The Fair Pay to Play Act is a bill signed by California, Gov. Gavin Newsom. It would go into effect on January 1, 2023, allowing college athletes to hire agents and make money from endorsements. The measure, the first of its kind, threatens the business model of college sports.
It has been a bedrock principle behind college sports: Student-athletes should not be paid beyond the costs of attending a university. California threatened that standard on Monday after Gov. Gavin Newsom signed a bill to allow players to strike endorsement deals and hire agents.
The Act is a game-changer in college sports. It makes it illegal for California colleges to deny their student-athlete’s opportunities to gain compensation for the use of their names, images, and likenesses. Stated more concisely, the Act guarantees college athletes a right to profit from their identities. The Act also authorizes college athletes to hire agents and other representatives to assist them in negotiating and securing commercial opportunities.
The Act doesn’t go into effect until January 1, 2023. It also contains limitations that attempt to minimize how it might disrupt college sports. A key limitation is that a college athlete can’t sign a contract with a company for the use of their name, image, or likeness if it would conflict with a school sponsorship (quick example: an athlete couldn’t sign a contract to wear and promote Adidas sneakers if his or her school already has an agreement with Nike).
Authored by California Senators Nancy Skinner and Steven Bradford, the Act is inspired by O’Bannon’s historic case against the NCAA. A few years ago, the former UCLA basketball star proved that it is a violation of federal antitrust law for the NCAA to deny DI men’s basketball and football players compensation for the commercial value of their names, images, and likenesses. This is true when video game publishers design avatars based on players’ unique traits, when replica jerseys and other “officially licensed” sports apparel are embroidered with players’ names, and when television rebroadcasts of classic games vividly display players’ images.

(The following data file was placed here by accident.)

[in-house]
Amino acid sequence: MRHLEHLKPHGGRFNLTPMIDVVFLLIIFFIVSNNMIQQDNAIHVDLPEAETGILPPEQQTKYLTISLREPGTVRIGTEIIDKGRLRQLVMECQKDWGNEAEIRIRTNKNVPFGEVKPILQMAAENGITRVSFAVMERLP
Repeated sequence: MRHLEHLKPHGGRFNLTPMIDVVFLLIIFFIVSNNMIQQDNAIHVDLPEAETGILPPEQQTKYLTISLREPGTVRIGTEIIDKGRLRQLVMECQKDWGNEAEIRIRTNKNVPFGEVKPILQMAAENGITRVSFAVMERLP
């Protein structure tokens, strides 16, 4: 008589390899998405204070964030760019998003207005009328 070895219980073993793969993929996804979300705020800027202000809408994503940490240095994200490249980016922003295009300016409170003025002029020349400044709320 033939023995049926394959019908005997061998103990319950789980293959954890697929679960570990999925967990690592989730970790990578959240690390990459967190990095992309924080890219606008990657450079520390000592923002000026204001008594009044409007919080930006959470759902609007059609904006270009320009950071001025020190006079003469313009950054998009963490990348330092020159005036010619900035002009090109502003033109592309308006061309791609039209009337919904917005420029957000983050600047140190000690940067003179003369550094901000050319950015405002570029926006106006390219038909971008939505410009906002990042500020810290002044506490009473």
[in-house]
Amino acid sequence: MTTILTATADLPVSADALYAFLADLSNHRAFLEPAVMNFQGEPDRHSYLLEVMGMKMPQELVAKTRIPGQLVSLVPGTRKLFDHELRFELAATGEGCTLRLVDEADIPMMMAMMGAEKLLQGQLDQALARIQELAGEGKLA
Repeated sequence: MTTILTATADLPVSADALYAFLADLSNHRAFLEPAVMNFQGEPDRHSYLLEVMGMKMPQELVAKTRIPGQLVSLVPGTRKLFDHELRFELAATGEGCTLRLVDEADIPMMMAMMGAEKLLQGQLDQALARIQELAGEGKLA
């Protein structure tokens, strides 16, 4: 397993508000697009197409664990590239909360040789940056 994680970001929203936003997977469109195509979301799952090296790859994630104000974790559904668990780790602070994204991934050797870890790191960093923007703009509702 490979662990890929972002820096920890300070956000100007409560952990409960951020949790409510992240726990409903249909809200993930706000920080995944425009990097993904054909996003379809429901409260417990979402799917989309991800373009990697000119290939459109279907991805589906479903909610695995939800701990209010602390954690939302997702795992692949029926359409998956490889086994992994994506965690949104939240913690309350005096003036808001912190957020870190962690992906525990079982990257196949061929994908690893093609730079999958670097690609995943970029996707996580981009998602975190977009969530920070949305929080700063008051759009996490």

The most significant obstacle to the Act is whether it can withstand inevitable legal challenges.
California colleges, the Pac-12 Conference, the Mountain West Conference, and the NCAA all have the standing to challenge the legality of the Act. California colleges realize they have no choice but to follow state law. They also know that by following state law, they will breach their membership requirements with the NCAA and conferences.
The consequences of such breaches are already clear. Once the Act goes into effect, California colleges will no longer be permitted to participate in national championships organized or sponsored by the NCAA. They might be also kicked out of the NCAA altogether. As Smith mentioned, a California college can’t function as an NCAA member school if state law prevents it from meeting NCAA membership obligations.
Any litigation is likely to be protracted, and state officials set the 2023 effective date, in part, to allow California’s colleges and universities ample time to prepare for the sweeping changes. The next few years will also give the NCAA time to contemplate its own strategy, especially if the courts ultimately uphold the measure.
Left to their own rulemaking, California colleges, and the Pac-12 could create amateurism rules that are very different from those adopted by the NCAA. This is true with respect to players’ names, images, and likenesses. It could also prove true in terms of how the NCAA limits competition through athletic scholarship caps. Health care and safety policies could also be reworked to better fit the wishes of these western schools and conference members
Of course, forming a new league would be a substantial endeavor. There would be opposition on many fronts, including with respect to various business partners that entered into contracts under the belief that these schools were NCAA members. Also, while these schools would remain national figures in terms of academics and research, their athletic programs would become more regionalized. The logistics of starting a new league would also be considerable
Pursuant to the Act, college athletes at California schools can negotiate with video game publishers for their avatars to appear in college sports video games. They can also be paid to sponsor summer camps for young athletes and sign endorsement deals with apparel companies, sports beverages, car dealerships and numerous other businesses that would pay for an athlete’s public stamp of approval.
To be clear, the Act does not create a right for college athletes to be paid by their schools. The Act instead addresses how various businesses use their identities. This is true of college athletes who will go on to earn incomes in pro leagues, and true of college athletes who play sports without pro opportunities and whose marketability is at its highest point while in school.
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